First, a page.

Originally aired on March 1, 2021 @ 12:00 PM - 12:30 PM EDT
Join Rick Wootten for a conversation with marketing leaders to understand more about marketing and the people who are shaping this discipline. What advice do they have for up-and-coming brands? How do they navigate the challenges associated with an increasingly noisy world? What's their superpower?
Learn from the experts on how to build great and enduring brands, engender trust and advocacy, and drive adoption and use of new products and technologies.
This week's guest: Ratnesh Shah, Head of Marketing, EMEA at Cloudflare.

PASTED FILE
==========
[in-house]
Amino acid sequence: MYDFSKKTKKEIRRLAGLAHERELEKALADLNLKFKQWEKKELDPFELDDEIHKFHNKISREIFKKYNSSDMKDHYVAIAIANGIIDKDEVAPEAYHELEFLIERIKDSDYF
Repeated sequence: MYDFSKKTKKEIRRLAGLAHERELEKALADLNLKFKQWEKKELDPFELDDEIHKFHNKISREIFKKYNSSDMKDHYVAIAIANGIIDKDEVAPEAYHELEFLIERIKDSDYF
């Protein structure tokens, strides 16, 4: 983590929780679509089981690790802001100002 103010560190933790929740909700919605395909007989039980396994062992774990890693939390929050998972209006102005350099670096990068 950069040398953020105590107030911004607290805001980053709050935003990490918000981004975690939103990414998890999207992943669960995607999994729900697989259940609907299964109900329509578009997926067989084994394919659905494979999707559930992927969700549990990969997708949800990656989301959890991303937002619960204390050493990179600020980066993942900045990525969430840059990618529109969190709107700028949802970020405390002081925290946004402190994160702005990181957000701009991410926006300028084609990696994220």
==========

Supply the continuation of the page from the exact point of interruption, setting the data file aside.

Welcome to Marketing Matters. This is the show where I get to interview some of the brightest minds in marketing. And on today's show, I'll be interviewing Ratnesh. How do you pronounce your last name? Is that Shah? Shah. Yeah, that's correct. I can't believe I don't know that. Ratnesh is the head of EMEA, Demand Generation for Cloudflare. He's been with us for a little over three years. And before that, he actually headed up European marketing for a few other companies, Arkaden, Xaris, and Get Me In. I thought that one was pretty interesting. You have to tell me a little bit about that one. I've had the pleasure of working with Ratnesh for the last two years as we've been rapidly growing the European region. It's just been a pleasure. So I asked him to join me on the show today. So welcome Ratnesh. It's great to have you on the show. Great. Thanks. Thanks for having me. I'm excited to be here. That's awesome. Hey, you know, I have a lot of fun, you know, Dave originally started this and he had a question that I just loved. So I kept it the whole time, which is, you know, every comic book hero or every villain, every character has a, has a great, you know, backstory. Always make sure you build your backstory. And so I think it's always interesting to start there and talk about like, what is your backstory? How did you get started in marketing and what drew you to where you are? Yeah. So it was a long time ago, but coming out of university, I did quite a kind of blanket degree, a business degree, business studies, covered a number of kind of areas, including marketing. And I kind of left uni and then it had quite a wide scope. So I was looking around kind of jobs and the key area for me was I was quite interested in digital. And at that time, the Internet was kind of growing. A lot more companies were having a bit more of an online presence. So really I wanted to go into a digital arena. I thought that, you know, this is what's going to be long-term. I want to kind of get into that. I'm the most interested of that. So that's really what I did. And then I got my first role. I eventually got a role as a marketing exec, which they called then as an interactive department, which was basically the online side of the, of a business called a book club associates. So it was part of a German company Bertelsmann. And essentially what they were doing was sending subscriptions of books, different book clubs. And I was doing kind of online acquisition. And that's really where I got into learning about kind of email marketing, display advertising, affiliate marketing. And really that's where I kind of got grounded into really being in the weeds. Yeah. You know, it's, it's funny in the U S here, we had a, I think it was Columbia house would have, you know, your, your $1 CDs. You could join their club and every month they'd send you a, send you a bunch of CDs and you can keep them or not and return them. Of course, nobody ever returned them. So of course the, the, the, from their side, the breakage was really high and it made a lot of sense. But nowadays, if you think about that with streaming music services and everybody reading books, you know, online it's interesting how just a few years ago, like these things were much more pervasive than they are today. You know, we, we got, I remember I, I started my career with desktop publishing and, you know, I mean, I think it still exists, but I don't remember the last time I heard anybody talk about desktop publishing. Like that's, that's something that's just completely gone at this point. But anyways, that's kind of, that's kind of fun. And so what about, what about this other role? Like I what was it? Get me in. What was that? That was, that sounds like a pretty interesting role. Yeah, that was, that was a really exciting role and a big change for me in my career because I was working in marketing, but it was the first startup I got a job in. So it was a startup. These guys from the U S came over, they kind of pitched the idea to me. They were looking for someone to come in and lead the acquisition marketing. I've been, I'd had a few years experience doing email. And as I said, affiliates, PPC, a little bit of SEO kind of stuff. And really they wanted someone to come pick it up. But essentially what they were doing was they set up a platform, which was very well SEO for the secondary ticket market. So, which was really blowing up in the U S with the likes of StubHub at that time. And really they wanted to come over and create, be the leaders in Europe to in that, in that sector. So essentially what we were doing was we'd really do a lot of work on SEO, but essentially we were just driving ticket sales every week. And every Friday we'd have an on sale and essentially we'd be all buying tickets from the primary market, putting on secondary and allowing the prices to go up. So if you had the tickets for the front row of, I don't know, Beyonce at the time, you know, these tickets would go for a thousand pounds depending on the demand. So it was a whole demand and sell platform, but it was the first time I got into a startup really, really loved the energy, loved the nimbleness of how we could come up with ideas on Monday and we'd be launching them on Friday or Wednesday, you know, just having that speed to market the creativity. And then also just to kind of adrenaline of seeing the business run and grow to, to get to a state where we could get you know, acquired, which was the main goal. So I think I joined and I was kind of employee number 15 and after a few years I think when we were about 60 or 70 employees in we eventually got acquired by, we were the market leaders at the time and we got acquired by the Ticketmaster Live Nation at the time. And then we became part of them because they kind of lost out in the U S I think to StubHub in the secondary market and really didn't want to do the same in EMEA. So yeah, it was an awesome place to work and learn loads of stuff aggressive negotiation, guerrilla marketing, all that kind of stuff. But really, really amazing place to learn. That's really cool. Yeah. That, that market, I mean, up and through before COVID was just completely blowing up. I, I tend to as many as I can, the sharks games here locally, the hockey games, and that secondary market is where I've gotten most of my tickets. It's, it's, it's a pretty cool thing. And the ones that make it really easy to, to, to buy from, even if they aren't always the best price or the ones you tend to go to, you know, it's because some of them are just so cumbersome. No, it was exactly that. I mean, it was amazing. It was really opened my eyes. I mean, we'd have at the beginning, in the early days, we'd all be buying, we'd all be buying and selling ourselves as well, just to ensure that we had stock as well. Right. So we've been picking tickets up for like 25, 50 pounds. And if you could nail some really strong tickets or it was an event where it's only a couple of days, a small venue where it's really sought after, we could sell these five X, 10 X more. Right. So it was a, it was a big adrenaline rush. It was almost like trading, right? Yeah. It's how you supplemented your, your salary, I guess. It's exactly how it was. Now, along the way you started your own business, right. You know, something like you know, formal wear rent rentals for formal wear. Is that what it is? Yeah, exactly. Exactly. So it was a time when I was, I was getting married. I can't remember what kind of mid twenties or something. And it was quite early, I suppose, but mid twenties getting married. And we were doing, we were getting suits, rental suits for me and my groomsmen. And we just, we went to a few places and we were just like, these guys are charging so much for these suits that we're going to use for a few hours. Right. So we kind of looked into it in the UK. And then after the wedding, me and my cousin, we were thinking about it and we eventually found the suppliers. And then we thought, you know, when you do an Indian wedding, even when I got married, you wear a kind of an Indian Shawani and you're paying like four or 500 pounds and you're never wearing it again. One day event, you know, like a, a wedding dress, I suppose, you know, you buy it and then you're never wearing it again, but it's a big investment. We thought we should just hire these out. Right. And hire these out for other people that are going to events, these type of events. So eventually we set up this business, we found suppliers. We had some suppliers from India who were sending us loads of clothes and stuff. And we had a little showroom in North London. And basically we kind of were the first people to do Shawani hire in the UK. And we, we really took it and really quite blew up quite quickly. As soon as we started doing some digital marketing, like PPC, SEO ourselves up, got a lot of activity. And then we were doing also doing the formal wear. So we used to do stuff like Ascot and things like that, where people would come in and rent tails for us. But we had, it was quite good, but we had some good stories. I mean, we had some famous people come in and, you know, it was quite interesting. So what happened to it? So we did it for two years and we kind of had a, didn't know where we were. So I was still working as well. So it was like working there in the evenings and the weekends. And really I had to make a decision whether I full-time dedicate myself to the business or I carry on with my career. And really I think I kind of carried on my career because the business, I wanted to take it fully online. I didn't really want to do all the weekends works and having to, you know, using being more hands-on, I wanted it all to be fully digital and really we didn't take it that way, but I ultimately sold my shares in it and then concentrated on trying to blow up as a marketeer. That's awesome. So, so in, if I'm not mistaken, some of the Indian weddings actually go on for days, right? It's not like just a one-day event. So were you, were you having to print out, you know, basically multiple outfits for the groomsmen? Yeah, absolutely. Some weddings, because they basically, they have an Indian wedding. So they'll take some Indian outfits for the different types of events. And then they also would have like a formal side of it where they want to wear the tails. So we used to just ship it all out and do them deals. And sometimes it was like guys brought a groomsman that would come, we'd be measuring them all up. So it was, it was quite, I mean, we had a good little thing going. It was just too much hands -on, right. And I come from a digital background. I wanted it to be fully self -sufficient and didn't really want to do the hands-on in it. So that's the big difference. That's really cool. So, so one of my best friends is, is Indian, he's Punjabi. And I, when he was in his, his twenties, we were friends at the time. And he's like, you know, I've been going through this thing where my parents are trying to find me you know, somebody to marry. And he's like, I don't like this process. So it was, it was 99% him. I helped him just a little bit, but he ended up creating an Indian matchmaker site. Just to try and make the whole process a little bit less painful. It was, it was pretty cool. So that's where I learned the most, that I know about Indian weddings was, was from going through that experience with him and kind of listening to it. Yeah. It's big business. It's big business. Anything you do with weddings, big business. A hundred percent, a hundred percent. Every, every, every, no matter where you are, what culture, it's always a big deal. You know, people will spend as much on a wedding as a house. I mean, it's ridiculous. Yeah. No, it is mental. I mean, I mean, if you can get a business that works in the wedding market, it's pretty good. And I know a lot of them have suffered over the last year or so, but yeah, it's big business. Everything's minimum, you know, $2,000 or 2000 pounds. Yeah. Well, we, we had somebody on our joint team that got married this summer and or I guess it wasn't the summer, I guess it was in the fall. And it was, it was interesting because it had to be online. So there was like a contingent of people, like a half a dozen or a dozen people that were actually at the event. And then the rest of us were all online watching it, which was kind of an interesting kind of, you know, experience, you know, you know sending in the messages and, you know, trying to, you know, hoot and holler and that sort of thing. It was, it was, it was, it was cool. I like, actually we had two people on our team that got married, right. And another one. So it's just been really cool and heartwarming to see how people kind of adapted to that. But to your point, I still don't think it was cheap. I still think it was probably a huge ordeal. But it is what it is. That's cool. Hey, so talk to me a little bit about this. So, you know we work together, so we've gone through this together, but man COVID has had an impact on marketing and it's been interesting because in my role, I've been able to see the impact on AIPAC in Europe and also on America's. And so I have one perspective, but it'd be interesting to hear your perspective and how, you know, compare and contrast what's happened in Europe and how you've responded to that. Yeah. So I think, I think we, we had, we had two, two strong signals that, you know, we, we, first of all, we kicked off the year really strong. We had strong plans and we do a lot of physical events like, you know, you know, 25, 30 a quarter across the region. So we really had strong plans, but really the signals started coming quite early on. And two key areas where we got signals from was one was we're really close team with AIPAC and Neymar, you know, so knowing what was happening in AIPAC and understanding that, you know, it's going to follow suit. Things were rapidly going across the regions, you know, globally, it was, that was a big, strong indication for us. And also the fact that events were getting canceled or the last couple of events, you know, we went to, there was just no one there, right. It was very low attendance and we could really tell. So for us, really, it was just taking that and then really being able to pivot very quickly. So really looking at how, how can we, you know, take them dollars, negotiate with the vendors. We have good relationship with the vendors and look at where else we could take the money, take that money, you know, that budget where we have. And really what it was, was moving very quickly to digital. There wasn't a huge amount of people doing a lot of virtual events. There was a few that we, we had good relationships with that we could invest in very quickly, but it really was for us. And which is really key to, you know, everything that we do quarter on quarter is to look at new solutions regularly and test them out and build new relationships with vendors and see how that, you know, really works for us in terms of our KPIs. So that was, that was really important. So we were good at that and we moved very quickly and we found new vendors. And now then we had after three, six months of the COVID situation, we had vendors that we were working with who really then had to think how they could change their business to provide virtual solutions for us. And then we had that as well. So we very moved very quickly. And also we put more budget into like, you know, social and other channels like that. Yeah. I know in some, in some places, the, um, the move to online events was actually a little bit cumbersome for a couple of reasons. One, uh, because everybody else did it at the same time, but two, because the vendors hadn't quite figured out how to do it well. Were you seeing that as well? Yeah, absolutely. We had a couple of vendors where we tried to position to them saying, Hey, we need to do this virtually. Let's do this online. How do we do it? Especially on the more kind of intimate events that we do, which is a little bit, you know, higher up in the market and they couldn't do anything, you know, and it took them a while to adjust, you know, whether they were confident that things wouldn't be as impacted as much as they did. Um, so really, uh, absolutely. We definitely saw that with some vendors, but now, you know, I think it's changed. And a lot of the vendors, we had good relationships with, but as I said, they came up with solutions that we could take on board. Yeah. You know, it's, it is kind of ironic. I remember in the very early days we, I won't say which analyst firm it was, but we, you know, we did an event with one of the analyst firms and it was not good. It was, you know, the interaction wasn't there. Like it was, it was basically, it basically was a webinar. There was no interactivity. It was just very much a projection. Um, but then, uh, you know, we, we did a, and I'll use the name, but we did a data connectors event and data connectors as a company that had been doing it for years. And they were never very big because, you know, people didn't really believe in the online thing, but it was amazing doing an event with them because they had been doing it long enough. They'd figured out all the ways of getting people to interact and, you know, matchmaking between the prospects and the companies that were coming in. Um, but, but to your point, you know, a lot of the other companies have caught up now. I, we did just do a very, and again, I'll leave the name out, but we just did a very large scale event with somebody. And I have to say I'm disappointed in the results. It was, it was another one of those ones where, you know, it ended up almost being, um, you know, a broadcast forum. And, you know, it's one that, you know, traditionally we see a ton of leads from, and we got the leads. It just didn't, didn't, you know, matriculate into something, you know, with a lot of value to it yet. And so it is interesting. I think, I think people are going to keep getting better at it. The longer we go through this. Um, but it's, uh, I think it's, it's definitely been some growing pains. Do you think there's been anything different that Europe's experienced versus the other regions? Like, you know, something specific to, uh, how, you know, COVID has affected the marketing in Europe? No, not really. I think, I think, you know, as I said, just being able to move quickly, I think definitely the only difference is when it kind of hit, right. That's the, I think that was the main thing of the stage in that we could, we could see with, as I said, with the AIPAC colleagues, it was coming very early on. So we knew it was coming, which gave us time to prepare, I suppose, and get our feet, you know, on the ground and get, get moving, uh, which was the main thing. But the other thing, there was a worry that we didn't think we'd get, you know, engagement. And, uh, would we get the levels that we see at physical events? We probably don't get the levels we see at physical events, but what we do see is that people were a lot more available. Uh, and then gradually it's become the norm and we're getting good numbers into these, uh, events and virtual events. And people are still sourcing for information and people who are working at organizations, which are still trying to adapt or looking for solutions are still finding ways of getting that information. And for us, it's actually, as we said, we moved very quickly and then we've seen that actually grow. And it's been a, it's been a really strong platform for us to allow us to continue, uh, you know, continue the growth that we've seen. That's really cool. Now we were talking offline and, uh, somehow I didn't know this, but you have, you have a lot of passion for music and, uh, you've, you've gone to quite a few concerts and you've, you've literally traveled to get to some of these, uh, you know, other countries and such. Talk to me a little bit about that. How did, how did that get started and what pulled you in? Yeah, no, I've always loved, uh, live music. I suppose when I was younger, it was a bit more concerts, but also festivals being really just like the vibe at festivals and, uh, seeing live music, live DJs, anything live really. Um, but, uh, then working for Get Me In and the opportunity of accessing tickets very quickly. So being able to take that and then going to see some of, uh, you know, the people I've always wanted to see, um, uh, and then, uh, really, really, and seeing them at a really good level, you know, really being really bright at the front or, uh, in a good position to really soak in the atmosphere or soak in their music. So, yeah, that, that, that's how I've kind of really tackled it. But, uh, any opportunity I get, you know, I try and go to live music, not so much now, but, um, I still like to see if I can get a concert at least one or two in the summer. Um, obviously not last year, but, uh, when it comes back, but you know, my favorite bands, Red Hot Chili Peppers, I've seen them a number of times and the first time I saw them was when I was traveling. I took a year out to travel and I was in Thailand and, uh, they were playing in Bangkok and I only found out on that day, uh, and, uh, kind of raced to get tickets and then saw them in Bangkok. And then since then I've seen them a few more times in the UK, but, uh, I've kind of just tried to add all cool artists that I've really followed and listened to a lot. Yeah, that's cool. That's really cool. Yeah. I, uh, I I'm pretty sure that the Columbia house one, $1, one cent, uh, music is, is the reason I got an object. Um, I, I, I do. I, I, as you can see, I've got albums up on the wall here in the room. Um, I have a huge passion for music and I always have. Um, I, uh, I love going to concerts. I haven't got to nearly as many as I wanted, but, uh, one of the places that I've been, um, especially, uh, spoiled by is we had Lollapalooza, uh, come through starting, you know, in the, in the nineties, I think 91, 92 was the first year. And, uh, I think I went to the first six or seven of them and, you know, multiply that by the 13 or 14 bands that you have at each of them. And I'm spoiled. I, I, and I got to see a lot of amazing, amazing artists perform. Uh, and I, and I absolutely love it. Um, but you know, I, I, I was reading through your notes and one of the ones I thought was really cool is that your, what your first concert was, what was that? It was, I was very young, but, uh, Michael Jackson, Dangerous Tour, uh, at Wembley stadium. And that was incredible. Yeah. So, uh, so here's the commonality. So, uh, when I got into music, there was a, there was a store, it was called the warehouse and that's where you go buy all your music. Um, and, uh, my first album that I ever bought was Michael Jackson's Thriller. That was the first piece of music I actually bought. So, you know, we, I guess we both started in the same place and I've, I've seen, I've seen several of these bands that you're talking about as well. Um, you know, I remember seeing the Red Hot Chili Peppers at Lollapalooza. That was really cool. Uh, I've seen Ice Cube, Public Enemy, Cypress Hill, I've seen a bunch of these. Um, then there, there was, I was bummed because last year, um, there was a bunch of just amazing bands coming through the Bay area. And, um, you know, I, I was already on the lookout for some of the tickets. And, uh, all the shows got postponed or canceled and it was, it was terrible. Fortunately, uh, the previous year we had a few come through that I had, I'd always wanted to see, uh, Duran Duran, if you remember them. Yeah. They came to, uh, one of the smaller, um, venues here, tickets were ridiculous, but you know, it was, it was worth it because I'd always wanted to see them. Uh, and then I think the other one was Tool. I saw Tool when they came through town. Um, that was, that was, you know, more of my high school, you know, you know, aggressive music phase. Well, one of the best artists I saw was, uh, I saw Prince at a festival and he played nearly a three hour set. And it was incredible. I mean, I think people forget that he not only does he write great music, but he's a great musician and, uh, you know, just picking up instruments and playing them. And the whole set was just amazing. I think that was definitely, I felt coming out of that one, it was like once in a lifetime experience of seeing him because he was absolutely incredible. That's really cool. Yeah. So who are you going to go see when the, when this COVID thing's over and you can go again? Yeah. I mean, I would love to see Daft Punk, which is one, just for their experience, but actually they just announced that they're going to split. So I'm hoping that it's going to be one of those where they're just creating a little noise and then they're going to be like, Hey, we're going to do one time big gig all over global tour. Um, but, uh, they would be good, but any new artists, um, really, uh, there's a couple I'm following at the moment, which I'd love to see live, uh, Umi's one, she's, she's great. I've listened to a lot of that stuff. So I think someone new, but yeah, just any sort of live music and being out there and listening to it, soak up the atmosphere. I feel like it's an incredible part of my, you know, youth for growing up and stuff and whether people will be able to experience it again, because, you know, having a hundred thousand people, you know, 20,000 people in a stadium again, you know, you know, that that's one of the things I think is interesting is, you know, as we're going to come out of COVID, um, what's going to stick, right. Like, cause cause we've made a lot of changes, you know, like virtual events, our virtual events going to stay around or at a higher level like they are now, do we go back to the in-person ones? Do we, do we watch more movies at home? Or do we actually go to the theater? Um, you know, do you have any, have any predictions, particularly on the marketing side of what's going to happen? So, so I think that the virtual events will stick. I think people like it. I think one thing is that people have become accessible. It's very easy. It doesn't take a lot of time. So I'm hoping that will stick, but I also believe that physical events will come back. I think in some markets people have been missing that human interaction, that contact. Uh, so, uh, I'm hoping that virtual events will now has got a line above where it was before. And, you know, it'd be a good channel for us. Um, but also I do believe physical events are back because I think, you know, especially some European markets, physical contact and having that physical interaction is really important. So I think it's going to be a blended, but I definitely think virtual events are here to stay as well. Yeah, I absolutely agree with that. I think that, um, you know, we're as human beings, we're social creatures and we want to interact with people and, you know, going to listening to music at home is one experience and it's a great experience. Listening to music live is a completely different experience and it's also amazing. And so I think, I think people will go back. I, you know, same thing with going to the movies. I think that, you know, I've got my big TV, I've got my surround sound, but it's not the same as going to a movie theater and, you know, having a couple hundred people laughing or crying and same time you are. So I do think we're going to revert back to it. I think one of the things I'm the most excited about is, uh, you know, one of the challenging things has always been getting into the executives and executives, I think are much more willing to do virtual events than they've ever been before. They'll never attend your webinar. They hardly ever attend your, you know, panel discussion round table. If it's virtual now they do, you know, particularly if you do like, you know, some of the fun events we've done like chef's dinners and things like that. I mean, they, they really have enjoyed those and they're open to them now, which I think is, uh, opened up more ways that we can interact with them, which I'm, which I'm pretty excited about. Yeah. I think internally and externally, I think internally as well, considering we're a global company, we have accessibility of now all of our executives, uh, to be at these events as well. Um, so I, I think in both internally and externally, definitely people are more accustomed to it. A hundred percent. Yeah. Yeah. I, it is going to be interesting. I don't think it's going to be a quick return though, to the physical stuff. I think, you know, you're going to have at least half the people who are shy about doing it and for good reason. And so I think that they're going to, it's going to be that, you know, re-adoption of physical events is going to be slow going, um, at scale. I think you're half the, like I said, half the people maybe will go, but the other half of the people will, you know, take a year or so just to make sure that everything really is safe. Yeah, no, totally. So we'll, we'll have to see. So, you know, uh, one of the things that, uh, you know, you and I both come out of college and with one degree and then kind of got in a different direction, you know, you started business, you ended up, you know, doing what you do in marketing and you had an interesting path along the way. Um, we've got people coming out of college right now and we, you know, we hire interns pretty regularly. Um, what advice do you give them on, you know, how to get started in this, uh, in this area and how to path their way through to what they enjoy doing? Yeah. I mean, I think, I think, um, if you want to, if you want to get in marketing, I think, you know, you've got to have a little passion and you learn that passion by kind of looking at companies and how they're focusing on customers and how they're selling to customers, whether that's B2C or B2B, cause I started in B2C and then kind of moved into B2B. And I think, I think, you know, reading on that and understanding how, how companies are doing this and also then, you know, stuff like resource centers like HubSpot and, uh, and a lot of content there, great stuff to learn about this customer journey, the sales funnel, all these types of things, understanding that even at very high level and then looking at the different channels. I mean, I'm a big, strong believer of, you know, a multi-channel approach and taking everything that you have to try and, you know, drive to get your goals. So learning about them and not really having to be a specialist in them, but to understand how they kind of co-exist together on, on trying to drive acquisition or business for a company, uh, from a marketing standpoint, I think is really interesting. So my, uh, my, my advice is always to do a lot of reading, everything's online, researching and understanding, getting a passion built up. And then if you have a passion, then try something yourself, right? It's very easy these days to set up an e-commerce business or a blog or, you know, something on YouTube or TikTok or whatever you like. And then, uh, you know, putting it out there and seeing if you can, uh, monetize it or at least to see how these channels work. Um, so I think this is, this is the best thing is doing a lot of research, reading and building your passion up and understanding. And then when you go into a role, then you can learn how things really work, right? The logistics of them and how the processes work and then how doing an activity and then driving all of that into the sales funnel and working with other, uh, you know, departments to get your results. You will learn that when you go to an organization. Yeah, that's, that's, that's totally true. And I imagine it's gotta be a weird time to be coming out of college and going into the job market. I know, uh, I have a son who's, uh, 21, and he's had a hard time finding internships. You know, it's like, he's been pretty close a couple of times and then the internships canceled because of COVID and you know, that sort of thing. So yeah, it's, uh, I have empathy for the kids who are graduating these days. I was going to say, we mentioned earlier that when you're young, you can take knocks, right? It's fine. You can take notes and you can keep trying and you can test things out. It's fine. So I think it's, you know, everything builds character. So it's all good. Yeah, exactly. Exactly. You know, if there's any time to take a challenge, it's definitely when you're first coming out of college, you know, that you have the opportunity to try things. And if, uh, it doesn't go well, you know, typically you've got a support system, they'll help you out. And you can definitely recover where, you know, later in your career, you're not going to be as open to taking those risks. Yeah, no, definitely. I agree. Totally. Well, thank you for having me on the show. It's been great having you and, uh, look forward to talking to you soon. Perfect. Thanks a lot, Rick.